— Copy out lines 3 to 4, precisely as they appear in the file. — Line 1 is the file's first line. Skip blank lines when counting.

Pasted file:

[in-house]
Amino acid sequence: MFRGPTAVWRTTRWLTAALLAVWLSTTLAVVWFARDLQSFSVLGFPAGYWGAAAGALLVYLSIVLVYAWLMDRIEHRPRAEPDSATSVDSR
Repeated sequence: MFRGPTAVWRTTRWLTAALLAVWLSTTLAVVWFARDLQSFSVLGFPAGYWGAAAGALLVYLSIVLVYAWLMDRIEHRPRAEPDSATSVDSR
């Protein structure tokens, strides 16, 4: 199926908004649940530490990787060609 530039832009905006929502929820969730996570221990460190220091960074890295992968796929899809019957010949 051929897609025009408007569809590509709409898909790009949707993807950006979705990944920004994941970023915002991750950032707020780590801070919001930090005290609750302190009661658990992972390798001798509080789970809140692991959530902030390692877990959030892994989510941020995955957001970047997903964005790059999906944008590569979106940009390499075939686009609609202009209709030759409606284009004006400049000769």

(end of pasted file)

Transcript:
Repeated sequence: MFRGPTAVWRTTRWLTAALLAVWLSTTLAVVWFARDLQSFSVLGFPAGYWGAAAGALLVYLSIVLVYAWLMDRIEHRPRAEPDSATSVDSR
């Protein structure tokens, strides 16, 4: 199926908004649940530490990787060609 530039832009905006929502929820969730996570221990460190220091960074890295992968796929899809019957010949 051929897609025009408007569809590509709409898909790009949707993807950006979705990944920004994941970023915002991750950032707020780590801070919001930090005290609750302190009661658990992972390798001798509080789970809140692991959530902030390692877990959030892994989510941020995955957001970047997903964005790059999906944008590569979106940009390499075939686009609609202009209709030759409606284009004006400049000769």